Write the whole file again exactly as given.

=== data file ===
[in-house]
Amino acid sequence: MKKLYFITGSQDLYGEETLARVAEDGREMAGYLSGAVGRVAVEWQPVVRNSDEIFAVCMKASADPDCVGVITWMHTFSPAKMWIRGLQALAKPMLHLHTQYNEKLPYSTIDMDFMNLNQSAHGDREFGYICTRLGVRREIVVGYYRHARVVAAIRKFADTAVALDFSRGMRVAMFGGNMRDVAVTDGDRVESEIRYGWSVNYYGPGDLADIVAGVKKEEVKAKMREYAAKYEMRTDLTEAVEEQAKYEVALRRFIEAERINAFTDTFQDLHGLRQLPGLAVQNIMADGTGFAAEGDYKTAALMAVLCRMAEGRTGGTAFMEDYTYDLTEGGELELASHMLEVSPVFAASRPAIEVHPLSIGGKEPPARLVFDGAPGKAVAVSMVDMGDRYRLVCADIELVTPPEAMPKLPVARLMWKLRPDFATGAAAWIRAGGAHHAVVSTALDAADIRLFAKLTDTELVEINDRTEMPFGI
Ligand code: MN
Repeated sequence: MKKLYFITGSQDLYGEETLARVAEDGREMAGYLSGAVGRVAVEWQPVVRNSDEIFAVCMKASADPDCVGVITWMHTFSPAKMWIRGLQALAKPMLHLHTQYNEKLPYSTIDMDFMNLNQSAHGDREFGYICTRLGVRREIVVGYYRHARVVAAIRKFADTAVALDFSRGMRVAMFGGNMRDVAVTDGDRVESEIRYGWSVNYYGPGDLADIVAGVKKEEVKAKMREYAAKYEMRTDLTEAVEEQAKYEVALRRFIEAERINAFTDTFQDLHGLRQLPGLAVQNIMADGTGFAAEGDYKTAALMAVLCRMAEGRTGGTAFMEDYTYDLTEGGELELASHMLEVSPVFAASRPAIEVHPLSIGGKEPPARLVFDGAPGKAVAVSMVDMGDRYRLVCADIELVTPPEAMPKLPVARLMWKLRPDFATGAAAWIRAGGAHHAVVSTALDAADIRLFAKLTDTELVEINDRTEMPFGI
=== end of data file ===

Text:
[in-house]
Amino acid sequence: MKKLYFITGSQDLYGEETLARVAEDGREMAGYLSGAVGRVAVEWQPVVRNSDEIFAVCMKASADPDCVGVITWMHTFSPAKMWIRGLQALAKPMLHLHTQYNEKLPYSTIDMDFMNLNQSAHGDREFGYICTRLGVRREIVVGYYRHARVVAAIRKFADTAVALDFSRGMRVAMFGGNMRDVAVTDGDRVESEIRYGWSVNYYGPGDLADIVAGVKKEEVKAKMREYAAKYEMRTDLTEAVEEQAKYEVALRRFIEAERINAFTDTFQDLHGLRQLPGLAVQNIMADGTGFAAEGDYKTAALMAVLCRMAEGRTGGTAFMEDYTYDLTEGGELELASHMLEVSPVFAASRPAIEVHPLSIGGKEPPARLVFDGAPGKAVAVSMVDMGDRYRLVCADIELVTPPEAMPKLPVARLMWKLRPDFATGAAAWIRAGGAHHAVVSTALDAADIRLFAKLTDTELVEINDRTEMPFGI
Ligand code: MN
Repeated sequence: MKKLYFITGSQDLYGEETLARVAEDGREMAGYLSGAVGRVAVEWQPVVRNSDEIFAVCMKASADPDCVGVITWMHTFSPAKMWIRGLQALAKPMLHLHTQYNEKLPYSTIDMDFMNLNQSAHGDREFGYICTRLGVRREIVVGYYRHARVVAAIRKFADTAVALDFSRGMRVAMFGGNMRDVAVTDGDRVESEIRYGWSVNYYGPGDLADIVAGVKKEEVKAKMREYAAKYEMRTDLTEAVEEQAKYEVALRRFIEAERINAFTDTFQDLHGLRQLPGLAVQNIMADGTGFAAEGDYKTAALMAVLCRMAEGRTGGTAFMEDYTYDLTEGGELELASHMLEVSPVFAASRPAIEVHPLSIGGKEPPARLVFDGAPGKAVAVSMVDMGDRYRLVCADIELVTPPEAMPKLPVARLMWKLRPDFATGAAAWIRAGGAHHAVVSTALDAADIRLFAKLTDTELVEINDRTEMPFGI